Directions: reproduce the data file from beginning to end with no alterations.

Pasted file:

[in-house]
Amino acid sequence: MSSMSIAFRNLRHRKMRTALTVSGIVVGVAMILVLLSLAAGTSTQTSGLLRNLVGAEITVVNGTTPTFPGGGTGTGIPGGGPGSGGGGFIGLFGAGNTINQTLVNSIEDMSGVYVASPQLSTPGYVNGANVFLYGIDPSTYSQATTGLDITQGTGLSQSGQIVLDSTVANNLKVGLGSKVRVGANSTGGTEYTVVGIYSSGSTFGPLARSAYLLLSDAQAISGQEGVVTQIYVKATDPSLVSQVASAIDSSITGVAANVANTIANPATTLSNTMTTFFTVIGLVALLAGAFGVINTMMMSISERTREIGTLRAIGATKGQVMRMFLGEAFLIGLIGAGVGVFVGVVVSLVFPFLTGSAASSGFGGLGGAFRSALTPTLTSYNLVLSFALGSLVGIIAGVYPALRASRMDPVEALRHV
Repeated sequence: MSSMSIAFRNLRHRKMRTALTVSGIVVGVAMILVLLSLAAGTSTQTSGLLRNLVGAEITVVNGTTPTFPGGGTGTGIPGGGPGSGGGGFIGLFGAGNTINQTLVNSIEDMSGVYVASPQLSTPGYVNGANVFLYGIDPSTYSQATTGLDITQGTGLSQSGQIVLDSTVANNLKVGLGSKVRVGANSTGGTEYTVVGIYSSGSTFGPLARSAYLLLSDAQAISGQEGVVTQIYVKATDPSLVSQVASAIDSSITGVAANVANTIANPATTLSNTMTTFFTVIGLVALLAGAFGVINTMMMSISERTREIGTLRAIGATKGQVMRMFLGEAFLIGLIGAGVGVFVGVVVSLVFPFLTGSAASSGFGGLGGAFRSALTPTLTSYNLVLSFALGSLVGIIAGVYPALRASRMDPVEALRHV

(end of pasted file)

[in-house]
Amino acid sequence: MSSMSIAFRNLRHRKMRTALTVSGIVVGVAMILVLLSLAAGTSTQTSGLLRNLVGAEITVVNGTTPTFPGGGTGTGIPGGGPGSGGGGFIGLFGAGNTINQTLVNSIEDMSGVYVASPQLSTPGYVNGANVFLYGIDPSTYSQATTGLDITQGTGLSQSGQIVLDSTVANNLKVGLGSKVRVGANSTGGTEYTVVGIYSSGSTFGPLARSAYLLLSDAQAISGQEGVVTQIYVKATDPSLVSQVASAIDSSITGVAANVANTIANPATTLSNTMTTFFTVIGLVALLAGAFGVINTMMMSISERTREIGTLRAIGATKGQVMRMFLGEAFLIGLIGAGVGVFVGVVVSLVFPFLTGSAASSGFGGLGGAFRSALTPTLTSYNLVLSFALGSLVGIIAGVYPALRASRMDPVEALRHV
Repeated sequence: MSSMSIAFRNLRHRKMRTALTVSGIVVGVAMILVLLSLAAGTSTQTSGLLRNLVGAEITVVNGTTPTFPGGGTGTGIPGGGPGSGGGGFIGLFGAGNTINQTLVNSIEDMSGVYVASPQLSTPGYVNGANVFLYGIDPSTYSQATTGLDITQGTGLSQSGQIVLDSTVANNLKVGLGSKVRVGANSTGGTEYTVVGIYSSGSTFGPLARSAYLLLSDAQAISGQEGVVTQIYVKATDPSLVSQVASAIDSSITGVAANVANTIANPATTLSNTMTTFFTVIGLVALLAGAFGVINTMMMSISERTREIGTLRAIGATKGQVMRMFLGEAFLIGLIGAGVGVFVGVVVSLVFPFLTGSAASSGFGGLGGAFRSALTPTLTSYNLVLSFALGSLVGIIAGVYPALRASRMDPVEALRHV